Quilled Landscape Addresses Environmental Pollution

Here's an uplifting story that I think you'll enjoy whether or not you quill. (You may need to read to the end to see why I chose to use this descriptor in conjunction with such a serious topic.) Last May I was contacted by sixteen year old high school student, Sarah Nicole in Quebec, Canada, who was about to embark on a significant quilled piece that would be a year-long project as part of her IB course work.

quilled landscape showing the impact of environmental pollution

I was impressed by the attention to detail with which Sarah explained the feedback she would need from me as a resource person in the coming months, and her reasons for choosing quilling in particular:

As I have been fascinated by quilling for a few years, I have decided to make a quilled piece about the environment in order to sensitize the students from my school to environmental issues, but also to the art of quilling, which is very unknown where I live.

Sarah mapped out a schedule and planned the design over the summer, and in early September sent both to me for approval, always polite and thoughtful as to her use of my time... no worries there, as I was happy to help and I'm sure the other worldwide quillers she was in touch with about the project were too. With a handful of us offering suggestions and answering questions, Sarah was kept busy just keeping track of our emails - quillers love to give advice! - but she was careful to respond to each suggestion after experimenting to see what worked and what didn't.

colored sketch and written notes of a quilled landscape that addresses the environment and pollution

Sarah emailed sketches that showed she would create a densely quilled landscape.  

My main idea right now is to represent nature through three areas (water, land, and sky) on the left side, which will be filled with different shapes with different movements, and to represent pollution through a dark wave of tight coils and geometric shapes coming from the right.

planning phase sketch of quilled landscape 

Sarah asked about background material and colors, framing, use of blank space, ways to create a sense of movement, and in what order I would recommend quilling the design. She planned to use 1/4 inch strips, cutting by hand the ones that would be made from discarded paper. By October she had purchased an 11 x 14" shadow box frame and was considering foam core board as the background. She asked about the type of paint to use, watercolor or acrylic, and whether I had experience with either reacting to the white craft glue she would be using. I suggested acrylic paint since I thought it would dry quickly on the board's surface, however, after experimenting Sarah found watercolor was satisfactory for her purposes.

quilled landscape in progress showing watercolor background of water, land, and sky with quilled coils

Earlier this month she wrote to say the quilling was about halfway completed and she would be working on it during her school's spring break. We discussed which quilling techniques would be best used to convey opposing sides.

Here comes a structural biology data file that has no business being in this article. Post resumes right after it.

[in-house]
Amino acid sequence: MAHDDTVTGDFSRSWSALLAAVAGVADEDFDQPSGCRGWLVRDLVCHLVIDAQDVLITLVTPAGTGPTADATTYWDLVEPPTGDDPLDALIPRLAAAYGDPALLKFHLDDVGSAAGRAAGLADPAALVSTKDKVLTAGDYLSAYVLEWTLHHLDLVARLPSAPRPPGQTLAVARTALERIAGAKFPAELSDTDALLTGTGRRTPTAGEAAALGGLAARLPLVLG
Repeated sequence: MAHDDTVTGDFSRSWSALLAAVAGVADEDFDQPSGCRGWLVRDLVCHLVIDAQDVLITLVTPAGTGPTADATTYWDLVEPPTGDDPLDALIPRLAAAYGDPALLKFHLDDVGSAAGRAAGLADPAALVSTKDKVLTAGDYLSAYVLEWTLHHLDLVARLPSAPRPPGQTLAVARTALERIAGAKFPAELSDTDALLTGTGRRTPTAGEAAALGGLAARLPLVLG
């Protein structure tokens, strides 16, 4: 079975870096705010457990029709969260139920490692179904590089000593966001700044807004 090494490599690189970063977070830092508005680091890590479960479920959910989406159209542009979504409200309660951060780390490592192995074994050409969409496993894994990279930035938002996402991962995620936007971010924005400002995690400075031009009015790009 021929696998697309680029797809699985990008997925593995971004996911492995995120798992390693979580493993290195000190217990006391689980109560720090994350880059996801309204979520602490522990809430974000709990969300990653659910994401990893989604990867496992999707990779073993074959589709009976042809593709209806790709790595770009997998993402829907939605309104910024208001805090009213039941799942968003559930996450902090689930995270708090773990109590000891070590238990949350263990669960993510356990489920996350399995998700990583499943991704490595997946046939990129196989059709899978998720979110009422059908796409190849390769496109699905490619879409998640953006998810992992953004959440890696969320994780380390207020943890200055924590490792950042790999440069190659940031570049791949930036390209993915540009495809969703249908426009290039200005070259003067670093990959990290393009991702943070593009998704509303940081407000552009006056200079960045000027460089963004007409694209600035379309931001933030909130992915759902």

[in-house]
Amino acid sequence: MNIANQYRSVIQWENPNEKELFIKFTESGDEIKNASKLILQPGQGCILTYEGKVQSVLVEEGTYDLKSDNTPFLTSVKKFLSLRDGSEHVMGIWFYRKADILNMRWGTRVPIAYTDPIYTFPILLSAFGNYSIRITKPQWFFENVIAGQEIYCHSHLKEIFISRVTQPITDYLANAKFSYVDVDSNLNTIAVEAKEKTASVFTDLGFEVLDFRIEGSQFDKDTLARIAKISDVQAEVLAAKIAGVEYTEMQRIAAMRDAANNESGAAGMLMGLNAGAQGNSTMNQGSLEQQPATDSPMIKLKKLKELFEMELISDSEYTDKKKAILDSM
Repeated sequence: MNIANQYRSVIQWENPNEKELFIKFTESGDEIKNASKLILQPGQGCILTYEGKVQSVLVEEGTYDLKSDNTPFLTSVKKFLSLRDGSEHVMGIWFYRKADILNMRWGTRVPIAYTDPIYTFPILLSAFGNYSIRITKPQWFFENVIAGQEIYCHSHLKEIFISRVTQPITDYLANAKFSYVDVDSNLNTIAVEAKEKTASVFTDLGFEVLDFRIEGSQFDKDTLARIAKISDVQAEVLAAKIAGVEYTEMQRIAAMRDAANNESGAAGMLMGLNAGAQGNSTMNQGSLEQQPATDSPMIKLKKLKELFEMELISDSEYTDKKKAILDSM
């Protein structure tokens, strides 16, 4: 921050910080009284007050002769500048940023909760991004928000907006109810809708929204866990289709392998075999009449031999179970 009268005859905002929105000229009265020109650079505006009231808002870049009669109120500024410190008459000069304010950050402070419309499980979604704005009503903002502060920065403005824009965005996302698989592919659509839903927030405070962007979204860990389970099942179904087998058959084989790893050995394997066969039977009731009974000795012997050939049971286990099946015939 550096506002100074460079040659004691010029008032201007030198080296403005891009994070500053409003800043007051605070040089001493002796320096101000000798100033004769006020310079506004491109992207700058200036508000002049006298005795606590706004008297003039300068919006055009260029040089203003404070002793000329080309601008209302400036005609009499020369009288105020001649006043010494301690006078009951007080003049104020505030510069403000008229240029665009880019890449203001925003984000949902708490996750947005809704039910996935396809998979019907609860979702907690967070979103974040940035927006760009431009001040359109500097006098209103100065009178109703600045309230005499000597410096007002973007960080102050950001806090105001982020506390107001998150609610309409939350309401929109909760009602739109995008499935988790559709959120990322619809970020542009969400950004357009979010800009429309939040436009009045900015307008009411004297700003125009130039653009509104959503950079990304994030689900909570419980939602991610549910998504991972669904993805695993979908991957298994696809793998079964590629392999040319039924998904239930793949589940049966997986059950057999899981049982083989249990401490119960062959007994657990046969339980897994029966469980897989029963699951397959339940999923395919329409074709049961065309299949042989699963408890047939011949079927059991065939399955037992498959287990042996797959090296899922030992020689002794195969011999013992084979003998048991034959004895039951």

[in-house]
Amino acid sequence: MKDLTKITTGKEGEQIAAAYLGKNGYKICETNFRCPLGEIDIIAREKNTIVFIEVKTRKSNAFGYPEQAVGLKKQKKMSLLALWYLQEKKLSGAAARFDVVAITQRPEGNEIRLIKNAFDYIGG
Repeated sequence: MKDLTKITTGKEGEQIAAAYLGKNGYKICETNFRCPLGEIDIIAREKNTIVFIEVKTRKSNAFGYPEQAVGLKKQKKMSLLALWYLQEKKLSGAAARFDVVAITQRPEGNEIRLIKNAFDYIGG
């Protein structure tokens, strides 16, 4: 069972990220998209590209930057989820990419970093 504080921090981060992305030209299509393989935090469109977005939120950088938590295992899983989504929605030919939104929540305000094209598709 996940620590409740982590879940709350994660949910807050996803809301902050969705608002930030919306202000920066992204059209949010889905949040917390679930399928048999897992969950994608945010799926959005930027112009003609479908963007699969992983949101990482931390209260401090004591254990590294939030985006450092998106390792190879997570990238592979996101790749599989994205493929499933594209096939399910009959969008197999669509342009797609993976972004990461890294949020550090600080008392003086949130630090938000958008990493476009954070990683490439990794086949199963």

I'm trying to figure out what I'm going to do in the green part (natural part with plants and a tree). I want to make a tree in the center (kind of a tree of life) that will be attacked by tentacles of pollution (made of tiny oval tight coils) and turned partly black and leafless. It will have smaller plants growing under it and fireflies (circles of light) around it.

Two weeks later she sent over photos of the finished piece, Invasion. Can you pick out the objects she chose to represent pollution? It's a bit like a game of hidden pictures.

There is a pumpjack just above the lower closed eye, the outline of a tractor below the city/beside the screw, as well as electrical pylons and an oil barrel.

detail of quilled landscape showing causes of pollution

The coins on top of broken gears represent the way our linear economy (making, buying, throwing away) fuels pollution and is therefore broken because it is not sustainable. The three stacked coils on top of the city are the smoke emitted by industries that collects into a denser smog, and at the same time pushes the smog onto the nature side, becoming acid rain.

quilled landscape showing nature scene invaded by causes of environmental pollution

I asked Sarah if she plans to continue quilling:

Yes, mostly as a way to relax and take a break from schoolwork. I'd like to try other projects with recycled paper, maybe those abstract, stacked round tight coils with colored layers. I also like everything that has writing, flowers or plants involved. I'd also like to try improvising mindlessly, just to see where that would take me.

Why did I use the word uplifting to describe this post? Environmental pollution is far from a happy subject. However, the informed thought and fine work this realistic young person put into creating Invasion should give us hope for Earth's future, not to mention it's always fun to see someone take to a new hobby, especially the kind that can be picked up at any time throughout one's life.

Ann Martin
Ann Martin

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